4. Download apps only from official stores (and check the requested permissions)
This goes for video conferencing apps as well as apps in general, on both mobile and computer. Official stores include the site of the app itself – just make sure the software is trustworthy, by googling something like “privacy concerns” along with its name.
“On mobile, installing software from untrusted sources can lead to spyware finding its way onto your device that is capable of recording footage from your private life via the in-built camera,” says Sirmir.
And before installing any app, always read through the permissions it requests – does that free game really need access to your camera?
5. Be wary about clicking links
Whether in emails, texts, or online ads, clicking a malicious link could end up downloading malware that provides unauthorized access to your webcam – and via that, your computer or phone.
“Clicking on malicious links or downloading untrusted content that infects your device with malware is probably the most common hack targeting webcams,” says Sirmir. “If you’re sent a link or attachment in an email with grammatical errors or a heightened sense of urgency in the message, or if the sender’s email address looks strange – do not click or open it. It’s likely to contain malware.” For instance, sometimes hackers will try to make it look like the email is coming from a company with an address like email@example.com or they'll use a “spoofed” email address to make it appear that it is coming from someone you trust (check out our story How to Tell if an Email Has Been Spoofed).
6. Install a strong antivirus solution with webcam protection
Some antivirus programs for Windows and Mac specifically offer webcam protection features. These block access to the camera from unauthorized applications unless you allow it, alongside the usual cybersecurity protections such as anti-phishing. “This will help to prevent even the most targeted and seemingly legitimate emails from infecting your device,” says Sirmir.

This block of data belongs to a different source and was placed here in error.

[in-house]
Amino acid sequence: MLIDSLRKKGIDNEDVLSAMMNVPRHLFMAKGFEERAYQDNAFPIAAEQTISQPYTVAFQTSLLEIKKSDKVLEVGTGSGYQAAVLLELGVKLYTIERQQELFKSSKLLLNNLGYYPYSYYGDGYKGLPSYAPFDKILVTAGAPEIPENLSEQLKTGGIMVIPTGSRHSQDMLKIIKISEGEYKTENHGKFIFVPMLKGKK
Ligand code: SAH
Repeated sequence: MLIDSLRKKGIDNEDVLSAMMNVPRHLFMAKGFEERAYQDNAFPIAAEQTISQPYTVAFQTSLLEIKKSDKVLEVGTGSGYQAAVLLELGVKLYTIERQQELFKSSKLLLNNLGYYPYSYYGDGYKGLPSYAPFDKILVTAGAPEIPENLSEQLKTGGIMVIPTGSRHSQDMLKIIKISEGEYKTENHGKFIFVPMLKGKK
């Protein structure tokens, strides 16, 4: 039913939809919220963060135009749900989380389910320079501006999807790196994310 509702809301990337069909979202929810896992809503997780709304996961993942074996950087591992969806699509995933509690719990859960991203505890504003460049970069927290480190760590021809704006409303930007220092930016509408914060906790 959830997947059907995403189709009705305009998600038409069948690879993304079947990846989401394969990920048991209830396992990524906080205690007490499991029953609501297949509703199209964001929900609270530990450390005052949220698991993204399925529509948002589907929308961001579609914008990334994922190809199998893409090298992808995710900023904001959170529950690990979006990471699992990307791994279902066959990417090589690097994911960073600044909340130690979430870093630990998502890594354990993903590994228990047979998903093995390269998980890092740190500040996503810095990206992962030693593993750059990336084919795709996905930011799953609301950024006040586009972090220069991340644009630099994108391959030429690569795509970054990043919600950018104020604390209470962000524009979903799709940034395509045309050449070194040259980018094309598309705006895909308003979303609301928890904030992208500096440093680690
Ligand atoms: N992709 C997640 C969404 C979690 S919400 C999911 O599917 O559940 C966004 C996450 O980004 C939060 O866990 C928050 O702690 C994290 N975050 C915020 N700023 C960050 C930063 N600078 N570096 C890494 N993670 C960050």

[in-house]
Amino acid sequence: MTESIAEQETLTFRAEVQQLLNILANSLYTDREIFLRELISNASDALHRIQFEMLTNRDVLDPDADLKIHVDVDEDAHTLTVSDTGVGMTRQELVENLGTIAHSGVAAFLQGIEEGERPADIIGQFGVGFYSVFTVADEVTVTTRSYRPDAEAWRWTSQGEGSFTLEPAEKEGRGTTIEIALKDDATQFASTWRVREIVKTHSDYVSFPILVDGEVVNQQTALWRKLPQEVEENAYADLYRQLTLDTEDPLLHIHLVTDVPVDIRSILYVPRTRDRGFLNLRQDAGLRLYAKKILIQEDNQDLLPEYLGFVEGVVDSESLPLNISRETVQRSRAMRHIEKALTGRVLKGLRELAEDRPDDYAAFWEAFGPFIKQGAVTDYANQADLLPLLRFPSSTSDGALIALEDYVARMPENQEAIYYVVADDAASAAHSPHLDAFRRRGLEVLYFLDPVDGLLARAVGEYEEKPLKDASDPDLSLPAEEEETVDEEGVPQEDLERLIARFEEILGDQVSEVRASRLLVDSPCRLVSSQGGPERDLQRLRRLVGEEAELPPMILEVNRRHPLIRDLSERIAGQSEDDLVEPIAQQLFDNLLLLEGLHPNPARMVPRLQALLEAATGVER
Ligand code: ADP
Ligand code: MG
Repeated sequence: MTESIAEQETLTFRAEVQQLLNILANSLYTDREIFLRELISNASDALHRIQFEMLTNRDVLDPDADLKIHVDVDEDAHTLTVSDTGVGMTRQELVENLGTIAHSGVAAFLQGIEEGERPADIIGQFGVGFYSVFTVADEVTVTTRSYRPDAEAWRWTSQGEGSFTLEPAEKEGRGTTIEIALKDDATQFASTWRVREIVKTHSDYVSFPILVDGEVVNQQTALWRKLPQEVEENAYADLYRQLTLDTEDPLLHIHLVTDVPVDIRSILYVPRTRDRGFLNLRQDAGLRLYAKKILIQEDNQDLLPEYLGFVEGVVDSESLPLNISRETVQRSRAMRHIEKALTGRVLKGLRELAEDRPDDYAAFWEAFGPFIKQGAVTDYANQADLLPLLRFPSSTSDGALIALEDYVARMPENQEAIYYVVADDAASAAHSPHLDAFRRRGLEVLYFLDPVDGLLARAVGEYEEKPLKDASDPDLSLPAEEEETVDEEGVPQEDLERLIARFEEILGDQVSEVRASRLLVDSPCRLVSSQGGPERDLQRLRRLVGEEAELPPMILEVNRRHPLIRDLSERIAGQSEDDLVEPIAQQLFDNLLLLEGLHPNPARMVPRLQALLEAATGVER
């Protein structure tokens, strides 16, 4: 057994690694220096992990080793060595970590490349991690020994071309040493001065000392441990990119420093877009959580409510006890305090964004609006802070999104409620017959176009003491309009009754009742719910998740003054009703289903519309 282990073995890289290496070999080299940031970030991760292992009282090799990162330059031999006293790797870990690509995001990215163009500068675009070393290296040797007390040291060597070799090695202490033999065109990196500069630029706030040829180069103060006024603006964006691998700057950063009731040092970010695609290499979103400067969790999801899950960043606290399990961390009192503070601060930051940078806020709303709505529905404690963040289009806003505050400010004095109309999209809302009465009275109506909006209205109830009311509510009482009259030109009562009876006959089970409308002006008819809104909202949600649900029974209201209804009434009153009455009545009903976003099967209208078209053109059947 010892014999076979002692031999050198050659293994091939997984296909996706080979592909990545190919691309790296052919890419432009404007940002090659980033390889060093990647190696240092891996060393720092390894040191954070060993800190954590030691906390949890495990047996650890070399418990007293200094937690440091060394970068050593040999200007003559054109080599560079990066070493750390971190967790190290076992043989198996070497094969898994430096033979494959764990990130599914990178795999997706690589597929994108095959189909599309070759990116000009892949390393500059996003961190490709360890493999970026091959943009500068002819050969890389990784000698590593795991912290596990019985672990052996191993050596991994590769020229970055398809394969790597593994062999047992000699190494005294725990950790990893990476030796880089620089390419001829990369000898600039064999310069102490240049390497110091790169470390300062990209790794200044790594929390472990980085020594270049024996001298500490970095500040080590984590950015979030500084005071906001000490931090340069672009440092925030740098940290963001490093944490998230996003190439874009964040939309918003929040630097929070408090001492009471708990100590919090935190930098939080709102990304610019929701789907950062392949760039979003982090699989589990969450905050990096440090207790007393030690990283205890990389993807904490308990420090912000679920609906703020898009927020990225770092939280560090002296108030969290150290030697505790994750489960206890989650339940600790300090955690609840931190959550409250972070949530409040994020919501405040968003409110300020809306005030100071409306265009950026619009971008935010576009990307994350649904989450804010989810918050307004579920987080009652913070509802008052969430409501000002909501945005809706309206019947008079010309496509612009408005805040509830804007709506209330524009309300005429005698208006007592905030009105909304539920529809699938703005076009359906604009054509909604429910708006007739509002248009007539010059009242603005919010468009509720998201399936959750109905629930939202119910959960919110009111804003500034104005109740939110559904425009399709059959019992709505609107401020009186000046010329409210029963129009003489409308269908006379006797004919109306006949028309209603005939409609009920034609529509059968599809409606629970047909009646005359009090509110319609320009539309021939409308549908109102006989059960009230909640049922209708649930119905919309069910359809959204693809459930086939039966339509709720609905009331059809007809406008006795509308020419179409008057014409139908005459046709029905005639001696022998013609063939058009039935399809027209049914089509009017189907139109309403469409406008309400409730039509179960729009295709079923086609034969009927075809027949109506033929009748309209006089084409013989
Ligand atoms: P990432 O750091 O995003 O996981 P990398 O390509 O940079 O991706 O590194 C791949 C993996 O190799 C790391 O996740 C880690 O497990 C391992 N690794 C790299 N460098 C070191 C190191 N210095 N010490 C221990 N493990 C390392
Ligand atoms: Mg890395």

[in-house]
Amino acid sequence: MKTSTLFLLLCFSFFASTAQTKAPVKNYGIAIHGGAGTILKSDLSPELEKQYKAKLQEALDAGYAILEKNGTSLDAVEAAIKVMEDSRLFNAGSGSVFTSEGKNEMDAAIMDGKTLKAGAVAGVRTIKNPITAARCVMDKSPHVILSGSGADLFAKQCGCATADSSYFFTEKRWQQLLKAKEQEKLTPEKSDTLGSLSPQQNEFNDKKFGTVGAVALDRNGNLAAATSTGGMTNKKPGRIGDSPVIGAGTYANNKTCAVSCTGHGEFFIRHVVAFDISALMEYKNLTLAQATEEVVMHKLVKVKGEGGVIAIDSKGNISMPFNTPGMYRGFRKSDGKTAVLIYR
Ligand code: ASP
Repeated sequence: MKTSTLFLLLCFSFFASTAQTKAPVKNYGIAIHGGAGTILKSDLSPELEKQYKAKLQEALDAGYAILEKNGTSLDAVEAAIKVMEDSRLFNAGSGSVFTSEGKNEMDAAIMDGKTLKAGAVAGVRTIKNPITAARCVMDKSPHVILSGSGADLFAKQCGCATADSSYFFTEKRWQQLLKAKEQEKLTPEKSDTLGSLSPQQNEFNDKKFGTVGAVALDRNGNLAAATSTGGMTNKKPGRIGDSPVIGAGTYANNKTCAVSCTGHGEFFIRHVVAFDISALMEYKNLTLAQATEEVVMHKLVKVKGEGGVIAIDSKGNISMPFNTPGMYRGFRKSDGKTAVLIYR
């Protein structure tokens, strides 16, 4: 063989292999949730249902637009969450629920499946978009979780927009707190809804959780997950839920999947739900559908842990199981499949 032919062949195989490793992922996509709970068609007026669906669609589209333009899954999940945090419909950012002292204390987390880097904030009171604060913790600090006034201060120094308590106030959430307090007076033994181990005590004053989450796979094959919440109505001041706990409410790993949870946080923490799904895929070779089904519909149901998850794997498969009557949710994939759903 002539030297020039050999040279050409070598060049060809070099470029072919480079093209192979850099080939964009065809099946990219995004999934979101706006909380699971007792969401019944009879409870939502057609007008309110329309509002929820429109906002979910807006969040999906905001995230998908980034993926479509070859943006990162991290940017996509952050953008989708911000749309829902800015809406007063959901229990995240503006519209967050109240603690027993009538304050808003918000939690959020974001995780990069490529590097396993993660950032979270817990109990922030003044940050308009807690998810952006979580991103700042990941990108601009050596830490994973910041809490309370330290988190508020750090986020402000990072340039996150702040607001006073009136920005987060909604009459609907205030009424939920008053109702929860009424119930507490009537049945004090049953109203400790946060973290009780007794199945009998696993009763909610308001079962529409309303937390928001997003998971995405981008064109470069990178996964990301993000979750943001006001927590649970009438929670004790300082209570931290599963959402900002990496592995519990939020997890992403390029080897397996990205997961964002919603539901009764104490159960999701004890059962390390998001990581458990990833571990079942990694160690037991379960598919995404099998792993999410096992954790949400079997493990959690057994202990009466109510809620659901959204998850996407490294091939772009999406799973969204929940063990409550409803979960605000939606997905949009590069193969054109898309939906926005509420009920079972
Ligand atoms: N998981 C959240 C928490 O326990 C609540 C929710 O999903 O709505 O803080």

7. Be wary of tech support scams
“People also need to be cautious of remote tech support,” says Sirmir. Remote tech support scammers, for example, can take advantage of the access they’ve been granted to laptops or computers by installing malware on them when consumers call up requesting help. Such malware would provide remote access to a device and its data, including control of the webcam.
If, in the course of web browsing, you suddenly see random pop-ups claiming your computer has been infected and that you should call Microsoft or Apple for tech support to fix the problem, hold up. The number will connect you to scammers who often request over-the-phone payment or remote access to your device – for fixing non-existent issues.
Sometimes this scam operates via phone calls or emails from those purporting to be tech support reps of trusted brands. Still, the danger is equivalent: When you provide remote access for a so-called technician, this allows someone to view all data on your device, as well as install programs that can be used to monitor you or steal your data. “Microsoft will not call you direct about a virus, ever. Scammers love to pose as a trusted brand,” says Kopacko.
And next time you do need computer repairs, make sure you trust the source providing tech service, whether you’re leaving your device in-store or providing remote access.
8. Change default passwords for other internet-connected cameras
Don’t forget those other webcams in your smart security system such as that pet camera or your baby monitor. These smart home devices often ship with default logins that are widely available online – and which many people neglect to update.
“Make sure you change the default password to access the device, and if possible, enable multi-factor authentication,” advises Kopacko. Regularly check for updates to these devices’ software, and ensure you’ve applied the most recent patch available to reduce the risk of a vulnerability being exploited.
9. Turn off your computer when not in use
Malware can’t turn a computer on when it’s physically off, says Kopacko. So, turn off your computer when you’re done using it instead of letting it go into sleep mode.
[Image credit: cybercrime illustration via BigStock, Apple, Mic-Lock]